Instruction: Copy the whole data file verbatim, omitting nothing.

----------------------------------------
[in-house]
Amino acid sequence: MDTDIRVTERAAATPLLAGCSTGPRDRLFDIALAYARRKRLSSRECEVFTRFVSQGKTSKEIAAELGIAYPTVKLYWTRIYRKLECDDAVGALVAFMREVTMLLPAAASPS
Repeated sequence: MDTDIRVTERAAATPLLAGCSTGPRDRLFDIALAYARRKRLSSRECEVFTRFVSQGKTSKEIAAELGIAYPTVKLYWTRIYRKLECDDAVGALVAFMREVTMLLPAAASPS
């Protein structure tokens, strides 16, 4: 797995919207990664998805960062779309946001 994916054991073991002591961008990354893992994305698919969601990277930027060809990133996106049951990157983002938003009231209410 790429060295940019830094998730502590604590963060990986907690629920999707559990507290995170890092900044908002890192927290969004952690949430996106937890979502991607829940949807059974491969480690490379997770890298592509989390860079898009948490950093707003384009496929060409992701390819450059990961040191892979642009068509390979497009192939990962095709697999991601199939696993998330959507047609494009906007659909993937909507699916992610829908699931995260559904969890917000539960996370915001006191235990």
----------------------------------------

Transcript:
[in-house]
Amino acid sequence: MDTDIRVTERAAATPLLAGCSTGPRDRLFDIALAYARRKRLSSRECEVFTRFVSQGKTSKEIAAELGIAYPTVKLYWTRIYRKLECDDAVGALVAFMREVTMLLPAAASPS
Repeated sequence: MDTDIRVTERAAATPLLAGCSTGPRDRLFDIALAYARRKRLSSRECEVFTRFVSQGKTSKEIAAELGIAYPTVKLYWTRIYRKLECDDAVGALVAFMREVTMLLPAAASPS
């Protein structure tokens, strides 16, 4: 797995919207990664998805960062779309946001 994916054991073991002591961008990354893992994305698919969601990277930027060809990133996106049951990157983002938003009231209410 790429060295940019830094998730502590604590963060990986907690629920999707559990507290995170890092900044908002890192927290969004952690949430996106937890979502991607829940949807059974491969480690490379997770890298592509989390860079898009948490950093707003384009496929060409992701390819450059990961040191892979642009068509390979497009192939990962095709697999991601199939696993998330959507047609494009906007659909993937909507699916992610829908699931995260559904969890917000539960996370915001006191235990």